The purpose of this guide is to provide information about the UK’s welfare state and practical advice to people who are in need of its assistance. You will find information about why the welfare state was founded, how the benefits system currently works and advice on how to use it.
How This Guide is Structured
- To begin with, there are two general information chapters: Chapter one is about the history of welfare in the UK. Chapter two looks at how the UK welfare system works, some statistics about how successful it is and whether there are any viable alternatives. Chapters 3 to 8 explain what benefits are available for citizens of the UK. Look at this section to see what benefits you may be entitled to.
- Chapters 9 to 13 explain recent and future welfare reform. Finally, the guide concludes by focusing on two specific aspects of welfare: its effects and the impact of illegal immigrants.
Looking for details on a specific benefit? Click on the benefit below for a full explanation
Chapter 11 Part I
Chapter 11 Part II
Chapter 12 Part I
Chapter 12 Part II
Chapter 1: The Beveridge Report and Why the Welfare State was Founded
There are constant criticisms and complaints about the UK welfare state. Some complain that there is not enough provided or that, in some cases, people who should be entitled to benefits do not receive anything. Other people complain that the costs are too high and that benefits are overprovided.
Arguably, the most influential event in the creation of the UK welfare state was the publication of The Beveridge Report, in 1942. This government report led to the formal establishment of the welfare state, which still exists today.
The Beveridge Report was written while Britain was at war in World War II. The circumstances in which people lived at the time were very different to today and the government looked to address a different set of problems to those which people face nowadays.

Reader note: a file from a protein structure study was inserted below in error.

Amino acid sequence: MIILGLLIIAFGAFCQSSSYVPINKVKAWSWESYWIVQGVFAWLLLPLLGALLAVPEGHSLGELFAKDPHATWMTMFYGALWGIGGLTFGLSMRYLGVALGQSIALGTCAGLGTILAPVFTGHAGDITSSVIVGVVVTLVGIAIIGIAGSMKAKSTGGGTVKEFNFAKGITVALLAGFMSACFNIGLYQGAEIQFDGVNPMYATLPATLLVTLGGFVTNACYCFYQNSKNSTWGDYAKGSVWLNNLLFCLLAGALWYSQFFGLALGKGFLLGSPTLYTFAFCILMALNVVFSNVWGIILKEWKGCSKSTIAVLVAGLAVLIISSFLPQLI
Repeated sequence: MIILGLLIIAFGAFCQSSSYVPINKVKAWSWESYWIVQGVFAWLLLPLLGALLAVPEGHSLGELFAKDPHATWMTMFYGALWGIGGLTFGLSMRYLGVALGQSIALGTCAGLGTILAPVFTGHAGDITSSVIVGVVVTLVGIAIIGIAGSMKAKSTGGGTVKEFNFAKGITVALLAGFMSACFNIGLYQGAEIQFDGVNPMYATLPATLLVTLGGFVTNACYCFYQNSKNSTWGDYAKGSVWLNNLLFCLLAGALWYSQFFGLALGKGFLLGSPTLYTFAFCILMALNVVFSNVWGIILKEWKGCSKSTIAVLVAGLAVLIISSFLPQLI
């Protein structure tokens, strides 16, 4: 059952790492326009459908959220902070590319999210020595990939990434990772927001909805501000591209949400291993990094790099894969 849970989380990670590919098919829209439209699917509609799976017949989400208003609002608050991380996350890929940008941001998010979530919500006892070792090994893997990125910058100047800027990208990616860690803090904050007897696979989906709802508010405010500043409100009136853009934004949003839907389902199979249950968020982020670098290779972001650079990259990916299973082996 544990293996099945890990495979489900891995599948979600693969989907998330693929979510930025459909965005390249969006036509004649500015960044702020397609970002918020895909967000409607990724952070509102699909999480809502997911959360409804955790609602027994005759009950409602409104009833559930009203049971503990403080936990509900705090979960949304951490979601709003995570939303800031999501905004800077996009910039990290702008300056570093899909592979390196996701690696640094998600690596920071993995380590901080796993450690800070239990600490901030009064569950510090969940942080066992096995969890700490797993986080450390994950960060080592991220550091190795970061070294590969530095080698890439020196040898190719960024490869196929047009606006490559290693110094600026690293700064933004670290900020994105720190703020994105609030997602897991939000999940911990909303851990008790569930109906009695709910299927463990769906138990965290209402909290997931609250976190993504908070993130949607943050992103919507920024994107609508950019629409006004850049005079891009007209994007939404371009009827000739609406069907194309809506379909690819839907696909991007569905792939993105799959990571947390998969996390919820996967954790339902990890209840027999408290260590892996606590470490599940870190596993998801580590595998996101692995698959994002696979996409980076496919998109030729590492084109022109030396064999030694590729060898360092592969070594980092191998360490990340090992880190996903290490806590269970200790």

Nowadays, the UK government is dealing with a vastly different society and people could not have foreseen our current needs at the time that The Beveridge Report was written.
We may now need to adopt our own modern version of the dreams to which Beveridge aimed at in his day.Read more about The Beveridge Report and how it fits into the long history of UK welfare provision. Did you know that the groundwork for the Beveridge Report was laid by the Liberal Party’s liberal welfare reforms between 1906 and 14)? And even before that, people have long been fighting for fairer treatment of unemployed and poverty stricken UK citizens.
Scroll through our fascinating infographic depicting the changing developments in welfare in the UK over the last 500 years.
The Beveridge Report in Context
It is interesting to see how changes in the provision of aid to the poor runs in tandem with changes in people’s attitudes towards unemployment and financial hardship.
For example, the early part of the 19th century was a time of economic crises and high unemployment in the UK. These problems were caused, in part, by the aftereffects of the Napoleonic wars, the re-establishment of the gold standard, the Corn Laws and the increasing mechanisation of agriculture.
Unfortunately, the struggles which UK society went through in those days gave rise to the Poor Law Amendment Act (1834). The economic hardship which people had suffered had caused a rise in the cost of poor relief. Rather than appreciating the full reality of the situation, the government regarded all the unemployed as lazy and aimed to force people to get a job by restricting the availability of poor relief. The Act only made it possible for people to get poor relief in workhouses and not anywhere else (workhouses were institutions which provided work and accommodation to people in need).